Agonistic interactions between nymphs of Lycorma delicatula (Hemiptera: Fulgoridae)

Daehan Choi, Kwang Ho Kim, Yikweon Jang

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11 Scopus citations


The nymphs of Lycorma delicatula typically aggregate on tree branches for feeding. We studied agonistic interactions between nymphs in the field and investigated the effects of prior residence and body size on contest outcome. Resident nymphs maintained positions on tree branches and engaged in feeding, whereas intruding nymphs moved along tree branches. When an intruder approached, the resident typically raised its front legs as a threat posture. The intruder would either move away or palpate the resident, and the resident often lowered its body when palpated. The intruder would then attempt to shake the resident back and forth, with the number of attempts varying from one to several. The resident either maintained its position or fled. After a contest, the winner was determined to be the one occupying the contested position on the branch. The resident nymphs won 84.2% of the agonistic encounters, and the nymphs with larger body size won 63.2% of the agonistic encounters. Logistic regression analysis revealed that prior residence was a significant factor for the contest outcome, but body size was not. We discuss the hypotheses for the dominance of the residents in agonistic interactions between nymphs of L. delicatula.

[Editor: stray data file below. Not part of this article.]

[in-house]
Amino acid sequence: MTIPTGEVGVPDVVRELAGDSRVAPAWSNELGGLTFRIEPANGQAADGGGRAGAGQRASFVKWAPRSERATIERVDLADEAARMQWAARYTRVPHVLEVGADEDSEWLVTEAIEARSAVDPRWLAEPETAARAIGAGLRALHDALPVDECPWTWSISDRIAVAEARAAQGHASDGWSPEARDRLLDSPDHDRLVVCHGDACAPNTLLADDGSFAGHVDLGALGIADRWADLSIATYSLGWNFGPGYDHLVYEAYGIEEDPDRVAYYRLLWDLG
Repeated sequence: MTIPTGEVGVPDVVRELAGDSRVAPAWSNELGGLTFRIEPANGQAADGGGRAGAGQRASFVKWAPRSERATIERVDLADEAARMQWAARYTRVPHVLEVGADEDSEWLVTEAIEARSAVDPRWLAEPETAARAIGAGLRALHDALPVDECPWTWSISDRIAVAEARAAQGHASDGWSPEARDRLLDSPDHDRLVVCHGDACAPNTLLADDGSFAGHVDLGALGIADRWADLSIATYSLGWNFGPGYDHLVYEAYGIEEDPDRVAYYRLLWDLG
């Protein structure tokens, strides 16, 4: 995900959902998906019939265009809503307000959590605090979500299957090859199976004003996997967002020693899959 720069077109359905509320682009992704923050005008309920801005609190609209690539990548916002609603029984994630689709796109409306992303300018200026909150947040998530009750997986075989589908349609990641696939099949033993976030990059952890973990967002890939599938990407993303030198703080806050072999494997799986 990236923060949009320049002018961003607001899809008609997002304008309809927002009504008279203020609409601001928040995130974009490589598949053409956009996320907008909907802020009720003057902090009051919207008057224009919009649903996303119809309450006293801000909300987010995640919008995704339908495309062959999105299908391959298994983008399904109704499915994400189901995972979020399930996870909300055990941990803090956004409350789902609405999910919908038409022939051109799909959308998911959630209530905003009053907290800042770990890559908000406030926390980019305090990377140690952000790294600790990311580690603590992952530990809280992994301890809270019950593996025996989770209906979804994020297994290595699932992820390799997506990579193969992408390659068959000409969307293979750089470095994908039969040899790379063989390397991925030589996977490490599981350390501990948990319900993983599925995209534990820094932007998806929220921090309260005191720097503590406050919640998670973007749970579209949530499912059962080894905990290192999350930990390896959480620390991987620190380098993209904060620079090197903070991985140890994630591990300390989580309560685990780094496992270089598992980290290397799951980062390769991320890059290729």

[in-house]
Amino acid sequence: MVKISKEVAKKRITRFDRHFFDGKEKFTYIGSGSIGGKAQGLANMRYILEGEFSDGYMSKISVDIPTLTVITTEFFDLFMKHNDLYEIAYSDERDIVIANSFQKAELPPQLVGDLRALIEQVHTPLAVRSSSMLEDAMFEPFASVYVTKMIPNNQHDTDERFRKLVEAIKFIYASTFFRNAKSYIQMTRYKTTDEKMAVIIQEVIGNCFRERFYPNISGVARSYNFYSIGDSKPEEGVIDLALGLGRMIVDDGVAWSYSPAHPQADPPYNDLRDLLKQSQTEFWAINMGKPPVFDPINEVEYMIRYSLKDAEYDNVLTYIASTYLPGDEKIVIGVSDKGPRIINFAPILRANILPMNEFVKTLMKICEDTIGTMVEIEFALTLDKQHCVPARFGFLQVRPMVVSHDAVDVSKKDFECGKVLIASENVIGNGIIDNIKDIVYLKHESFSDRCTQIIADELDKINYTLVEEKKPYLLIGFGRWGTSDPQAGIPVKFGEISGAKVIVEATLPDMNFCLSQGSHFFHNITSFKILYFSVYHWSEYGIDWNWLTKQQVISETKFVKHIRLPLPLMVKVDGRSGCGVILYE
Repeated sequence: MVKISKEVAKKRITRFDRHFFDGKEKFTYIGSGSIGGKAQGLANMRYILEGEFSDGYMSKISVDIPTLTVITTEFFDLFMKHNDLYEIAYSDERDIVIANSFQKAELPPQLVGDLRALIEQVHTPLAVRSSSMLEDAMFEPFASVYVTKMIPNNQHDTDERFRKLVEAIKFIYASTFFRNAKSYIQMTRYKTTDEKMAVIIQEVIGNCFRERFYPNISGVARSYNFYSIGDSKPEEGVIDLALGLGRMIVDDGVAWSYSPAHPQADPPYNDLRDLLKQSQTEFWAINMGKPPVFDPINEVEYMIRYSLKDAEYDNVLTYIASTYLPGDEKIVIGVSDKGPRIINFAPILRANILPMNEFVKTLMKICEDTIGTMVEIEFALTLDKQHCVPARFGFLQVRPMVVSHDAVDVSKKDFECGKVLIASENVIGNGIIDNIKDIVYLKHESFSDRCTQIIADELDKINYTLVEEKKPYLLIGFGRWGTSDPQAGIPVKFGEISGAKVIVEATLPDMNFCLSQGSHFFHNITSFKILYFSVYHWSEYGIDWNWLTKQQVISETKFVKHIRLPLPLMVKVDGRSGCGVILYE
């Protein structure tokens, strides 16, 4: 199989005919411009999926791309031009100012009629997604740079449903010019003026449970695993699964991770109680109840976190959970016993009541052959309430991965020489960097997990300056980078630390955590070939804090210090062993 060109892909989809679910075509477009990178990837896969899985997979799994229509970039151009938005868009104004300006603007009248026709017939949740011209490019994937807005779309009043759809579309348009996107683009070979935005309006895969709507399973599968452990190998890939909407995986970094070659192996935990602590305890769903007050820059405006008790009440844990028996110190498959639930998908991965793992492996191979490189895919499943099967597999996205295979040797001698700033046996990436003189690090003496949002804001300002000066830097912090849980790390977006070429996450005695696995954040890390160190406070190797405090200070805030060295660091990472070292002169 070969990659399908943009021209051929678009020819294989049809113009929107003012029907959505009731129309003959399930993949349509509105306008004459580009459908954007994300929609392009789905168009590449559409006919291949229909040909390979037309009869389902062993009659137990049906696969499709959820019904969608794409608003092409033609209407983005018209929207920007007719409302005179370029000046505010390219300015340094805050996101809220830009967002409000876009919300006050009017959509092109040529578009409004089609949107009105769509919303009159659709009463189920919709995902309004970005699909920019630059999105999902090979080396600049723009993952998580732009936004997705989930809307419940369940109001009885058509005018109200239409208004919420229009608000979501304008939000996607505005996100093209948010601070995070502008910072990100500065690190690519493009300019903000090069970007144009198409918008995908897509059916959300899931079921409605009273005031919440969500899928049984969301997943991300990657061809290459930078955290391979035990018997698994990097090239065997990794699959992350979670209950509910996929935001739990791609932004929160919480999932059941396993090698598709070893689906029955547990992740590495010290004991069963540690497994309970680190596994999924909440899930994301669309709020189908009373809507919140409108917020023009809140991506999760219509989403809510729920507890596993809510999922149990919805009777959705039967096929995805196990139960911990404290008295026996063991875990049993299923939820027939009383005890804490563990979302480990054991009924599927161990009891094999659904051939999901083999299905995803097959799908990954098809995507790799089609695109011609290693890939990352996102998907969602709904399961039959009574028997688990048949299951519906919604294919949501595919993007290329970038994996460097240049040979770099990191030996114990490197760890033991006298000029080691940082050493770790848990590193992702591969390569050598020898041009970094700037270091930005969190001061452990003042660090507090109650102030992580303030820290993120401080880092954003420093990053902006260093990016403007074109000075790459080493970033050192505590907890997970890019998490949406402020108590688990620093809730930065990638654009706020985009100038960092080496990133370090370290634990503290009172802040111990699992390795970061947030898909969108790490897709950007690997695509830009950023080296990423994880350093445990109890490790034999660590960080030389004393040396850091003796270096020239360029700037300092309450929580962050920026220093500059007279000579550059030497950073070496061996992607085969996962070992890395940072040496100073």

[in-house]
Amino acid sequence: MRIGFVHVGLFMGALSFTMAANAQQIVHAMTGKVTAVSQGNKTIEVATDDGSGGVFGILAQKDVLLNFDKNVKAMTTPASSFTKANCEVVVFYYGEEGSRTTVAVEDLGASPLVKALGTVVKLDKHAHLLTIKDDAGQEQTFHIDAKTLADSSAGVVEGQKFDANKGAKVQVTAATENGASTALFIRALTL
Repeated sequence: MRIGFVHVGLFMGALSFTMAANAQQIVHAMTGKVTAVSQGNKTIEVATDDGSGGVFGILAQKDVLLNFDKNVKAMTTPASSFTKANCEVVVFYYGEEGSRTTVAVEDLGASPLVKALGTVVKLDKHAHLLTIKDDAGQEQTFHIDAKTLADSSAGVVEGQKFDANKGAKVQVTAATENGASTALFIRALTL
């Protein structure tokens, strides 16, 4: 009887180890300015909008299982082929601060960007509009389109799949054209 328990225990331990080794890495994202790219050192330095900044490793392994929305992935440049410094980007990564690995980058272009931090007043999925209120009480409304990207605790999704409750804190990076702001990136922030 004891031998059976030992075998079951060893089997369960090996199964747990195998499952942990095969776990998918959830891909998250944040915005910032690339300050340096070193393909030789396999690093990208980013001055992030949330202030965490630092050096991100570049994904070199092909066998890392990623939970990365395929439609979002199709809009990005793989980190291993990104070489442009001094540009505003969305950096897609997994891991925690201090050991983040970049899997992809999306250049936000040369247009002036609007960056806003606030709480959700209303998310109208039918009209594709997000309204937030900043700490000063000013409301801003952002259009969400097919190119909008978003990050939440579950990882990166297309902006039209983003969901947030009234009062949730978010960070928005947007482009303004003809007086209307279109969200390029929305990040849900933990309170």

Original languageEnglish
Pages (from-to)21-25
Number of pages5
JournalJournal of Asia-Pacific Entomology
Issue number1
StatePublished - Mar 2011


  • Prior residence
  • Resource holding potential
  • Resource value
  • Territorial contest


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